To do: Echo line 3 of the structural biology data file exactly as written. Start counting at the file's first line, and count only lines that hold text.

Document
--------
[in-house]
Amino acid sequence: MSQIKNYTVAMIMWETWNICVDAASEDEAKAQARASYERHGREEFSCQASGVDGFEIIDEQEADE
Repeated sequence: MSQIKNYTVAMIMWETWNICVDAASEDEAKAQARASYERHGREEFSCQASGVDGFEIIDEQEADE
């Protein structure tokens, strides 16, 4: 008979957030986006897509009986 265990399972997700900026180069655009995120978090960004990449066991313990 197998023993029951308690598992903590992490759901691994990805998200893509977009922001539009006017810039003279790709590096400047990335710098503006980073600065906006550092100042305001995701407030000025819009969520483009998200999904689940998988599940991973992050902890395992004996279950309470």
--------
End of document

Repeated sequence: MSQIKNYTVAMIMWETWNICVDAASEDEAKAQARASYERHGREEFSCQASGVDGFEIIDEQEADE